Aspiring Afghan Lawyers Debate Media Law in Moot Court Competition

A man stands behind a podium addressing 4 people seated at a table.
Sayeed Eessaa Sanglakhee represents Balkh University at the annual media law moot court competition in Kabul, Afghanistan. Teams of students from universities across the country presented oral arguments on a variety of issues including freedom of expression, privacy, and defamation. (credit: Internews)

As Afghan government officials debate the draft Access to Information Law in Parliament, dozens of aspiring media lawyers took the floor themselves in October's media law moot court competition organized by Internews and supported by USAID.

On October 14, teams representing seven universities across the country – Herat, Balkh, Kandahar, Khost, Kunduz, Takhar, and Albironi – convened at Kabul University's Information Center to present their oral statements on cases covering issues that ranged from privacy to freedom of expression and Islam to defamation.

Having heavily researched their cases, filed written submissions, and practiced their oral arguments, competitors were well prepared to put forward their cases before judges, several of whom participated in Internews' 2013 moot court competition. Judges evaluated the students on their ability to respond to questions from the bench, presentation skills, legal aptitude, and persuasiveness. Ultimately, the team from Herat University took home the prize for first place, with the team's Mursal Herawy winning one of the two Best Oralist awards.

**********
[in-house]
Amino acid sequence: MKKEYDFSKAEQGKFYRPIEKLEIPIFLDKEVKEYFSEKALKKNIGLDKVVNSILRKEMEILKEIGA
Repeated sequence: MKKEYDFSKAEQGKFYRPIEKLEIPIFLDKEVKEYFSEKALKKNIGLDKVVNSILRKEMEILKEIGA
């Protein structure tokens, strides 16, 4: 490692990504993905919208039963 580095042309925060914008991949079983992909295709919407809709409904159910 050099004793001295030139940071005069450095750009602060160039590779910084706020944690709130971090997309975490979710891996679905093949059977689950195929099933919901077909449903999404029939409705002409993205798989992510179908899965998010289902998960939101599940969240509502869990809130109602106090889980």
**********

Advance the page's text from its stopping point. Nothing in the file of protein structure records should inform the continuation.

Unlike the 2013 competition, this year's moot court was preceded by a one-day media law conference in which professors from each of the seven represented universities gave presentations that spoke directly to the issues their students would present the following day in the competition.

The aim of the competition was not only to further hone students' already strong legal skills through practical on-hands experience, but also to instill in them a deeper understanding of the role journalists and an independent media will play in the course of Afghanistan's future.

"I have participated in some other legal programs, but none of them was as interesting and effective as the media law moot court competition," said Mohammad Karimi of Herat University, the winning team. "This program has motivated me to research further freedom of expression and media."

As participants noted, the competition also formed the basis of a cadre of budding lawyers across Afghanistan who are well versed in the issues, as well as in the range of perspectives that exist throughout the country.

"The media law moot court is one of the most valuable legal programs that I have participated in yet," said Fazl Rahman Fekrat, the other participant who received the Best Oralist award.

"For me, this program was a world of experience. This program has broken the walls of discrimination among the north, west, east and south, and established a spirit of tolerance and modern dialogue, especially around media law issues."

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